Entries in Yale (4)
Linda Craib writes in her BusinessWeek MBA Journal about her plans to boost her quantitative skills before entering Yale's executive MBA program:
Because I'm a woman who has had an nontraditional path to business school, I am spending the next year of my life strengthening the quantitative skills I need to become a business leader. With degrees in nursing and art history, this time leading up to Yale provides me with a wonderful opportunity to further prepare academically. My goal for the coming year is to see the beauty of mathematics beyond simple calculation.
Blogging has been slow while I've been getting admitted students ready for their summer pre-MBA quantitative preparations. Cornell (Johnson), Dartmouth (Tuck), and Washington St. Louis (Olin) have purchased MBA Math subscriptions for all incoming students. Georgetown (McDonough) will do so in the next day or so.
Separately, admitted students from dozens of MBA programs have found their way to MBA Math on their own in recent weeks and are working through the twenty-two lessons covering Excel spreadsheets, finance, accounting, microeconomics, and statistics. Students subscribing in the past six weeks will be attending the following prominent MBA programs in the fall: Boston College, Carnegie Mellon, Chicago, Columbia, Duke, Georgia Tech, Harvard, INSEAD, London Business School, MIT, Michigan, Purdue, Rice, Rochester, USC, Stanford, UT Austin, Wake Forest, William and Mary, and Yale.
Discussion boards and regular office hour online chats provide communication between students and me and among students.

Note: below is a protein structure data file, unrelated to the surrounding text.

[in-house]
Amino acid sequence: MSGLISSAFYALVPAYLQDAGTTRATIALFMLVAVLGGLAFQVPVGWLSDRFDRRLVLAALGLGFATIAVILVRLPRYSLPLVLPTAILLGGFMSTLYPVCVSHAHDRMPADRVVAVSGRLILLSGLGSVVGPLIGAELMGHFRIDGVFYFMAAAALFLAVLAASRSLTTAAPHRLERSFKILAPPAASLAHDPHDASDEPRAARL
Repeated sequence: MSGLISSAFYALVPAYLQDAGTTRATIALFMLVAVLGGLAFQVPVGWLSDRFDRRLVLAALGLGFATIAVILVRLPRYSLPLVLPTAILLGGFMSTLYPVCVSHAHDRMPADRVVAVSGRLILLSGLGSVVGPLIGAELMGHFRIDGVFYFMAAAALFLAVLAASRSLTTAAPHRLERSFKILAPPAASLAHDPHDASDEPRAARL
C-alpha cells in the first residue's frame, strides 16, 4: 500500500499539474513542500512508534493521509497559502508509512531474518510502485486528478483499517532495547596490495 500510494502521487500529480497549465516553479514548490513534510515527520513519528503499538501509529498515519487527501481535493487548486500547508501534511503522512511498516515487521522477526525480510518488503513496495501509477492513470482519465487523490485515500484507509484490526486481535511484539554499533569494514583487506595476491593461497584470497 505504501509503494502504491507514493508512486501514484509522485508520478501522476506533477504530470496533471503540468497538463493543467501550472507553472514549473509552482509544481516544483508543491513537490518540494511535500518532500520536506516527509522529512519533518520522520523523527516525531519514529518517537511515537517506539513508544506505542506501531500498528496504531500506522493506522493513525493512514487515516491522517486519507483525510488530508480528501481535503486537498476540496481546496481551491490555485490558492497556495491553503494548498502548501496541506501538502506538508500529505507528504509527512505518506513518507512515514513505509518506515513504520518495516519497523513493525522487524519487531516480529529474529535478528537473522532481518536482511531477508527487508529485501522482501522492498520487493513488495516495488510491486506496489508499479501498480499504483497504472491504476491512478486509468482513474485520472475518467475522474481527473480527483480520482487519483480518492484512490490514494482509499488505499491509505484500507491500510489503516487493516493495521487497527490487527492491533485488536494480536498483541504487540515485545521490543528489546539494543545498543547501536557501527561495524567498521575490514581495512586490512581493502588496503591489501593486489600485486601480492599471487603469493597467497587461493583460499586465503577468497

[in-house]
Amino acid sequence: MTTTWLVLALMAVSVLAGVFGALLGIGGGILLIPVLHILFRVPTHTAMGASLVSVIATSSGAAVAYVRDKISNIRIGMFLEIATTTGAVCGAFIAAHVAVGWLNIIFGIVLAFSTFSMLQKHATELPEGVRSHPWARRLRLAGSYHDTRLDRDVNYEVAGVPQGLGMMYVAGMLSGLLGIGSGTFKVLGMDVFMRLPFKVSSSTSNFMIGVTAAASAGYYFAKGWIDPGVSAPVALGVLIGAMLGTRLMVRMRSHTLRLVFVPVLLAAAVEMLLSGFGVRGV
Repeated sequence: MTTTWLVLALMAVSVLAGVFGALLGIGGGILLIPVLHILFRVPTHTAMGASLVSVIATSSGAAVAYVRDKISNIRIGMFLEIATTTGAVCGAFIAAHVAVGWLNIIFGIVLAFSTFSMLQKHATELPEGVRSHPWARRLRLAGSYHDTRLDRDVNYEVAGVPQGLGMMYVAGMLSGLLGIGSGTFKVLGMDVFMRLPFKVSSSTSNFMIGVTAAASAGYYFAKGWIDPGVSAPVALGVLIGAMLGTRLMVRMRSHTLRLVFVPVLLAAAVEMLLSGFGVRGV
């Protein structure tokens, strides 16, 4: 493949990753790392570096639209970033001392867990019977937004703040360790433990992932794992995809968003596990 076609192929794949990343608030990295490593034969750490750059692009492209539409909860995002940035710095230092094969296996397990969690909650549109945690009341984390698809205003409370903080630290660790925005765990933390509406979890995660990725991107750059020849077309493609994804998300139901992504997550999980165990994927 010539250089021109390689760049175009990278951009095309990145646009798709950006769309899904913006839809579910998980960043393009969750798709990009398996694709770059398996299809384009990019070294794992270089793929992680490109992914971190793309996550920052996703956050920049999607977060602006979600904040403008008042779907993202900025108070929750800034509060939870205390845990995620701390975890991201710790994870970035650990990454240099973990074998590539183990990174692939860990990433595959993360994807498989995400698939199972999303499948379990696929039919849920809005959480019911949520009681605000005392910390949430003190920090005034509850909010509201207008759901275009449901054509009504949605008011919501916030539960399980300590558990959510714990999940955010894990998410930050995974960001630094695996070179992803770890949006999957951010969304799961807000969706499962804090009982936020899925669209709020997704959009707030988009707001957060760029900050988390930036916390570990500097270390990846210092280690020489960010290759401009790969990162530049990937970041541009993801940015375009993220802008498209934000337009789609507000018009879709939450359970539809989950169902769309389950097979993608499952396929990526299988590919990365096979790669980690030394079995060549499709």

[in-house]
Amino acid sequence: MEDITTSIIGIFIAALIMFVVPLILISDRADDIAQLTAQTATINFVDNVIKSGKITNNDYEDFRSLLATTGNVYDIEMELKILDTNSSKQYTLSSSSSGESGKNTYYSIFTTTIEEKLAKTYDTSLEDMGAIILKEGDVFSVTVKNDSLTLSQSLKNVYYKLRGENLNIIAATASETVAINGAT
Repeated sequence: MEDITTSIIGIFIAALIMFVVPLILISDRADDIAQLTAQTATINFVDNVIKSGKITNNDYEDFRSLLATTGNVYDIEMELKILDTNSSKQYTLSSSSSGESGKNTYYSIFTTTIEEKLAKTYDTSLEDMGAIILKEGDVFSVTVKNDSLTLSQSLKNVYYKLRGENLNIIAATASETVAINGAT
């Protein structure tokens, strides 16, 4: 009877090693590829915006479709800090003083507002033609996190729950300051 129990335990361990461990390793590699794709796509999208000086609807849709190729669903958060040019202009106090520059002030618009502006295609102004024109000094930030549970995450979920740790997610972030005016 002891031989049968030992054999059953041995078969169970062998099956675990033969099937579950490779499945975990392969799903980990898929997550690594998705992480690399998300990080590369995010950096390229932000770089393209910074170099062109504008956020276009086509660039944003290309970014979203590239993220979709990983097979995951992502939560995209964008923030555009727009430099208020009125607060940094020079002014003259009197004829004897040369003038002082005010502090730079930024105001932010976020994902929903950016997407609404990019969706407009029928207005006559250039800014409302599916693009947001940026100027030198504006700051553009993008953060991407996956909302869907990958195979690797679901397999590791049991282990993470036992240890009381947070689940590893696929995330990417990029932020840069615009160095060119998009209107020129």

Chad Troutwine, Yale MBA and founder of Veritas Prep, made the following comments about the depth of prior experience of fellow students in a podcast over at MBA Podcaster about Words of Advice from Recent MBA Grads:
I underestimated how hard some of my classmates really worked, but I really underestimated the depth of their background. When someone starts a MBA program they will be surrounded by people who have been working as investment bankers, people at top consultancies for the last several years. Much of the work will be very easy for those students. For those of us who came from very different kind of career path, in my case it was as an entrepreneur and real estate developer I was all of the sudden surrounded by people who had a leg up on me and my other classmates. We had to work a little bit harder to compensate for it but it can be done.
Chad Troutwine, Yale MBA and founder of Veritas Prep, made the following comments about the quantitative rigor of MBA programs in a podcast over at MBA Podcaster about Words of Advice from Recent MBA Grads:
MBA programs are very quantitative maybe much more so than people would be lead to believe by simply reviewing the catalogues or looking at the material online. If you are, if a student is uncomfortable with math, the manipulation of numbers, the MBA program can be an excruciating experience. That doesn’t mean that it’s not rewarding for those people who aren’t naturally gifted with numbers, in fact it’s quite the opposite, it can be a real revelation and an incredibly satisfying experience for people who don’t have a deep quantitative background to grasp and understand all of these new tools. It really opens up a whole new world even for people who aren’t interested in pursuing a career that will have them manipulating numbers in some way as their sort of day to day responsibility.